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Fiat 500 695 Edizione Maserati on sale in Australia from $60,000

If the Fiat 500 Abarth isn’t enough of a firecracker for you, you will be glad to hear Fiat Australia has just introduced the 695 Edizione Maserati pocket rocket to the local market.

Fiat 500 Abarth Edizione Maserati-front

Featuring a boosted version of the Abarth’s 1.4-litre turbocharged four-cylinder, the 695 produces 132kW of power and 250Nm of front-tyre-shredding torque. Times for the 0-100km/h sprint haven’t been mentioned, but considering the 118kW Abarth manages it in 6.6 seconds, you can bet it will better that.

The 695 is not all about increased engine performance though. The Edizione Maserati, as the name suggests, is inspired by the Maserati philosophy. There’s an electrically-operated manual Abarth Competizione transmission with paddle shifters, a ‘dual-mode’ exhaust system with an opening valve in the muffler, and the exhaust tips are hexagonal in traditional Maserati form.

Fiat 500 Abarth Edizione Maserati-rear

Other exterior highlights include a set of 17-inch Maserati-inspired Neptune alloy wheels, behind which is a set of Brembo brakes, and further beyond, a Koni sports suspension setup. These components provide level of sophistication and performance usually expected from Maserati.

Inside is where things jump to a completely new level for the Fiat 500. There’s a complete sand beige leather upholstery with ‘695’ embroidered seats, matt carbon trimmings, a black leather steering wheel, and a Jaeger-themed instrument panel on the dash.

To top it all off, customers also receive a Tramontano leather luggage set to accommodate your belongings during that weekend away.

Just 499 examples will be made, with just 40 landing in Australia from June. Prices start at $60,000. Full specifications and equipment included in the package is as below:

Specifications

  • 1.4-litre Turbo 16v engine – 132kW at 5500rpm and 250Nm at 3000rpm
  • Abarth Competizione gearbox (five-speed MTA) with paddle shifters
  • Maserati-inspired 17-inch Neptune alloy wheels with 205/40 R17 tyres
  • Abarth Koni shock absorbers with FSD valves (front and rear)
  • Lowered suspension geometry
  • Brembo floating, perforated and self-ventilating front disc brakes ø 305mm x 28mm
  • Brembo perforated rear disc brakes 240mm x 11mm
  • Electric power steering with Sport mode
  • Dual mode exhaust with Maserati-inspired design

Features

  • Special ‘Pontevecchio Bordeaux’ paint from Maserati
  • Xenon headlights
  • Titanium grey soft top
  • Automatic climate control
  • Sand beige leather seats from Maserati
  • JBL audio system with 9-speakers and 8-channel amplifier supplying 400W total power
  • Leather steering wheel with audio controls
  • Blue&Me TomTom navigation system
  • Dashboard fascia and gearshift trim in matte carbon
  • Door panels, console and tunnel in ‘flocked’ UV-Lux
  • Luggage set by Tramontano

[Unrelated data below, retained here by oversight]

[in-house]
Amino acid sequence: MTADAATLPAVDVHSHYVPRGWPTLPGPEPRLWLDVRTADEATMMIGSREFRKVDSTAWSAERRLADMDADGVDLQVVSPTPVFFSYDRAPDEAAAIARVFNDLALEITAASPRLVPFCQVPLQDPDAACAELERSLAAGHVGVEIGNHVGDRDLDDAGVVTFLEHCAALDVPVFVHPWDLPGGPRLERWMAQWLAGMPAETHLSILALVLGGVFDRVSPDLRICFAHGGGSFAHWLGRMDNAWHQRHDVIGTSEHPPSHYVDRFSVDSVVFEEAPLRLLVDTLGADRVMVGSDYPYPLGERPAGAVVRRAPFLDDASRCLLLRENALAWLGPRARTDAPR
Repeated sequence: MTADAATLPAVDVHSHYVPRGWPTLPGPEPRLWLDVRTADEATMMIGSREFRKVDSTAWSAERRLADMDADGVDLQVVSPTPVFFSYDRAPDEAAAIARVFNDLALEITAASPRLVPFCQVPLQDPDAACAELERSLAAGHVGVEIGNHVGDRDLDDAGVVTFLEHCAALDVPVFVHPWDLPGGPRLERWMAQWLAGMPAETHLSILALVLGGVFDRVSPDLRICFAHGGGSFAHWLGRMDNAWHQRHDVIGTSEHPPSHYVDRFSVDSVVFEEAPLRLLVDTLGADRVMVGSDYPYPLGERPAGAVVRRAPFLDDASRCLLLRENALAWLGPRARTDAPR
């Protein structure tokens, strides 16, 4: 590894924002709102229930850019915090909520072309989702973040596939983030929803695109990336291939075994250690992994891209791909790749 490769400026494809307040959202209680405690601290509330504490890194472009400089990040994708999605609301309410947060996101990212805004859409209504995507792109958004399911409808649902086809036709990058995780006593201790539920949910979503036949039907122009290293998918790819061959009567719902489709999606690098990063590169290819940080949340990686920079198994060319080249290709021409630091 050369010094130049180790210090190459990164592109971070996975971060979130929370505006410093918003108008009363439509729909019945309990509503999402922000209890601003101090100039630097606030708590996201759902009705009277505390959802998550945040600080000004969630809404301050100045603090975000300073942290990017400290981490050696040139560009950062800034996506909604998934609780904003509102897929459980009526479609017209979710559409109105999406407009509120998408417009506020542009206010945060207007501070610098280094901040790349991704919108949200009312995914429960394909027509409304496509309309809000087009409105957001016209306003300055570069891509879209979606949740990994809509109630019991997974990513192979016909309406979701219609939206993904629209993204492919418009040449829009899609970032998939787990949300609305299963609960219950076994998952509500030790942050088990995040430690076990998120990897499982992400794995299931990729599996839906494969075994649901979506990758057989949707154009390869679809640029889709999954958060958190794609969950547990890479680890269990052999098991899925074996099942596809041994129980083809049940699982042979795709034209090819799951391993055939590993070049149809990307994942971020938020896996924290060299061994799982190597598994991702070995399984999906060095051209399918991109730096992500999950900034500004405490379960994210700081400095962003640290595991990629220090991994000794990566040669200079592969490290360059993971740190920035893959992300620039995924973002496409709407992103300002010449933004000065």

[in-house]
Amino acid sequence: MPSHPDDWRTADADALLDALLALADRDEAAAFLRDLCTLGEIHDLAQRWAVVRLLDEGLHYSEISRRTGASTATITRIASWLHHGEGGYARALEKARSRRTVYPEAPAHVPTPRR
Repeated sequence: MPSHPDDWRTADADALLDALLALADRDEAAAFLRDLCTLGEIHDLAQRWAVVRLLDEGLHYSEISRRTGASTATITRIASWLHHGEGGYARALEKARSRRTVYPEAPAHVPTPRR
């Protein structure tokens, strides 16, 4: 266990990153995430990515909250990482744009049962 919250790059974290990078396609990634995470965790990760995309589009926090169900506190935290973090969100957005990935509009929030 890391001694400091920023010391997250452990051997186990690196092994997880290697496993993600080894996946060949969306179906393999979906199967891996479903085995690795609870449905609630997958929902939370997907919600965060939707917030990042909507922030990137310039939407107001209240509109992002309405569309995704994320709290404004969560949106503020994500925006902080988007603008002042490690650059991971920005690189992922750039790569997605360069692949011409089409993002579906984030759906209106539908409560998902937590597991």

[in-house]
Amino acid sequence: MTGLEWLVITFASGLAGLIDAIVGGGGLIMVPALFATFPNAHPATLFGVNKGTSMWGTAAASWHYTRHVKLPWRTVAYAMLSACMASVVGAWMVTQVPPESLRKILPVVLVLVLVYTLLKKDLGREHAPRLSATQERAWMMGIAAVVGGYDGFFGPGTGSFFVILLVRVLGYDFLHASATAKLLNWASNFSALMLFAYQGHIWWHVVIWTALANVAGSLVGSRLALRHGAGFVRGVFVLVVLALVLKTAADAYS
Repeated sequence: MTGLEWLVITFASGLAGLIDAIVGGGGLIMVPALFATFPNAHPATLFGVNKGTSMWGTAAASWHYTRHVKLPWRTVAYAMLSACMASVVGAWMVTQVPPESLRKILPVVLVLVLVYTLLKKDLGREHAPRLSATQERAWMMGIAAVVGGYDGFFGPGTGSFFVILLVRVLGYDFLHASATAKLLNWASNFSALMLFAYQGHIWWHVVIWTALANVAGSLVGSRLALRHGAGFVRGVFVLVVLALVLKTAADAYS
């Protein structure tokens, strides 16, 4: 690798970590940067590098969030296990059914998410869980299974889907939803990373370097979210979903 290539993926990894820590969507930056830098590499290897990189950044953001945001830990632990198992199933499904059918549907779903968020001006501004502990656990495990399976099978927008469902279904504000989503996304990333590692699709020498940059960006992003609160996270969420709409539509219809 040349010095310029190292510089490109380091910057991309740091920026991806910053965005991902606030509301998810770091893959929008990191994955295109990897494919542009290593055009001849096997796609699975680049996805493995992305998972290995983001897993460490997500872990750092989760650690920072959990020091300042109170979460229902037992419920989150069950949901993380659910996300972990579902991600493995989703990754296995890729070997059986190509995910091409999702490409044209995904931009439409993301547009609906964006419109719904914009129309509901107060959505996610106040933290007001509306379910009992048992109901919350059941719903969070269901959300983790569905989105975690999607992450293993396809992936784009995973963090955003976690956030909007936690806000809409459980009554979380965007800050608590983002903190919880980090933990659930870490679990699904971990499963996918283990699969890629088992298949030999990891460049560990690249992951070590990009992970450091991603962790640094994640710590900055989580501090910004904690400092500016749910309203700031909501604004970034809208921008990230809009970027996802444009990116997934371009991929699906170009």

• Aluminium sports pedals
  • Aluminium sill plate with carbon fibre insert, customised with ‘Abarth 695 Edizione Maserati’ graphics

Brett is the editor and founder of PerformanceDrive. He's obsessed with driving, having played with Matchbox cars until he was tall enough to drive a real one. After initially working as a mechanic, Brett earned a degree in journalism and entered media as an editorial assistant at Top Gear Australia magazine. He then worked at CarAdvice.com.au. His dream is to live next door to the Nurburgring in Germany.

  • Reggie

    “118kW Abarth manages it in 6.6 seconds”.

    Really? I have not seen one test where VBOX proper testing equipment was used where the 118kW Abarth managed anything close to getting under 7 seconds. In fact the best I’ve seen is in the low 8 second range.

    Physics will tell you 0-100k’s based on the cars power to weight, gear ratio and front wheel drive would make it impossible to achieve anywhere near 6.6 seconds. A Renault Magane RS 265 can only manage 6 flat on a good day and that car would destroy an Abarth. Are you saying the Abarth is close to the Magane in performance?

    Your website has come out with some pretty outrageous 0-100k’s times in the past (re: The Focus ST cracking 6 seconds), but this would have to take the cake.

    Where did these figures come from? I’m perplexed.

    • PerformanceDrive

      Hi Reggie,
      Thanks for your comment.

      All of our 0-100km/h videos are conducted using a combination of Racelogic g-meter and a GPS-based application. We then average the two (often multiple runs of each).

      The times should only be used as a guide. Sometimes vehicles end up quicker than manufacturer claims, while other cars end up slower.

      The main reason we time 0-100km/h is so we can all compare vehicles within our review database; all vehicles tested by us are tested in the exact same way. We then provide a video for your interpretation and/or enjoyment.

      Hope this helps.

      Cheers